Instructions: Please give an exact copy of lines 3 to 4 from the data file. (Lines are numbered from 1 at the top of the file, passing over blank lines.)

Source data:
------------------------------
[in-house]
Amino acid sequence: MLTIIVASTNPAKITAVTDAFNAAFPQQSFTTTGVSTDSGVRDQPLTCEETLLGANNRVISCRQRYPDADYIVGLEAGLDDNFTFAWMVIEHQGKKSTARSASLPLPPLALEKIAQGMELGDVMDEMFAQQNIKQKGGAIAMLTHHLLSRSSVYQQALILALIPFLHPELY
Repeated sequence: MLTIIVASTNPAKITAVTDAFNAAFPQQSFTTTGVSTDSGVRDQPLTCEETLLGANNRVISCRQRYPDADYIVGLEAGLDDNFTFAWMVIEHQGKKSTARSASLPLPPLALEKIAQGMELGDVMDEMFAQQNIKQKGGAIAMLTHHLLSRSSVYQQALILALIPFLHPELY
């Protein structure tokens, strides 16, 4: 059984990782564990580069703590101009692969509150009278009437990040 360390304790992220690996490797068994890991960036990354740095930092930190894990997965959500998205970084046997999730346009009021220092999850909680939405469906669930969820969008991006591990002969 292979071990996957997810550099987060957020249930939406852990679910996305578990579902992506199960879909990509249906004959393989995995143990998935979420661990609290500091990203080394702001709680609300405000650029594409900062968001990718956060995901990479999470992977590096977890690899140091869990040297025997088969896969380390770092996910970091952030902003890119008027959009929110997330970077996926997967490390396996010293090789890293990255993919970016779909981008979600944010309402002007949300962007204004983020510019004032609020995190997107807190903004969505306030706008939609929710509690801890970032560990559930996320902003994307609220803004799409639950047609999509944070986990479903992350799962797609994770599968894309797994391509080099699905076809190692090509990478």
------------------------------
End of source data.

Repeated sequence: MLTIIVASTNPAKITAVTDAFNAAFPQQSFTTTGVSTDSGVRDQPLTCEETLLGANNRVISCRQRYPDADYIVGLEAGLDDNFTFAWMVIEHQGKKSTARSASLPLPPLALEKIAQGMELGDVMDEMFAQQNIKQKGGAIAMLTHHLLSRSSVYQQALILALIPFLHPELY
């Protein structure tokens, strides 16, 4: 059984990782564990580069703590101009692969509150009278009437990040 360390304790992220690996490797068994890991960036990354740095930092930190894990997965959500998205970084046997999730346009009021220092999850909680939405469906669930969820969008991006591990002969 292979071990996957997810550099987060957020249930939406852990679910996305578990579902992506199960879909990509249906004959393989995995143990998935979420661990609290500091990203080394702001709680609300405000650029594409900062968001990718956060995901990479999470992977590096977890690899140091869990040297025997088969896969380390770092996910970091952030902003890119008027959009929110997330970077996926997967490390396996010293090789890293990255993919970016779909981008979600944010309402002007949300962007204004983020510019004032609020995190997107807190903004969505306030706008939609929710509690801890970032560990559930996320902003994307609220803004799409639950047609999509944070986990479903992350799962797609994770599968894309797994391509080099699905076809190692090509990478």